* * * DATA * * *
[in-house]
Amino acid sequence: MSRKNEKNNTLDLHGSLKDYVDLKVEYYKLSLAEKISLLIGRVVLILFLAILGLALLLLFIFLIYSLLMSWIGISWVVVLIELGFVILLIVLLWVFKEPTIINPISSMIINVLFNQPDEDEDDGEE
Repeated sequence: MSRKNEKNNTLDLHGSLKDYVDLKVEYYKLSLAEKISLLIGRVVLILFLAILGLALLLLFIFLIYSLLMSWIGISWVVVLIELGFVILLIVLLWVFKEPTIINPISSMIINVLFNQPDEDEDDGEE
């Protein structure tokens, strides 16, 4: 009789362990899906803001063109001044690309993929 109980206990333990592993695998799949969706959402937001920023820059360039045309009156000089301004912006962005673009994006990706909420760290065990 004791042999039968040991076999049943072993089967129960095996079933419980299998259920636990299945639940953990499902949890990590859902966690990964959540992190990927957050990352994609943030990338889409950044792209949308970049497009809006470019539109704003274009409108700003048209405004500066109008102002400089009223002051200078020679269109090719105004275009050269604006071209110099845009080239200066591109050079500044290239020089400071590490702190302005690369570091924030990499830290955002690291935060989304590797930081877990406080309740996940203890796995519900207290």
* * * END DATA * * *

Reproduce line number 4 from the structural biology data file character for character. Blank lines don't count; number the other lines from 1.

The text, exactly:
């Protein structure tokens, strides 16, 4: 009789362990899906803001063109001044690309993929 109980206990333990592993695998799949969706959402937001920023820059360039045309009156000089301004912006962005673009994006990706909420760290065990 004791042999039968040991076999049943072993089967129960095996079933419980299998259920636990299945639940953990499902949890990590859902966690990964959540992190990927957050990352994609943030990338889409950044792209949308970049497009809006470019539109704003274009409108700003048209405004500066109008102002400089009223002051200078020679269109090719105004275009050269604006071209110099845009080239200066591109050079500044290239020089400071590490702190302005690369570091924030990499830290955002690291935060989304590797930081877990406080309740996940203890796995519900207290």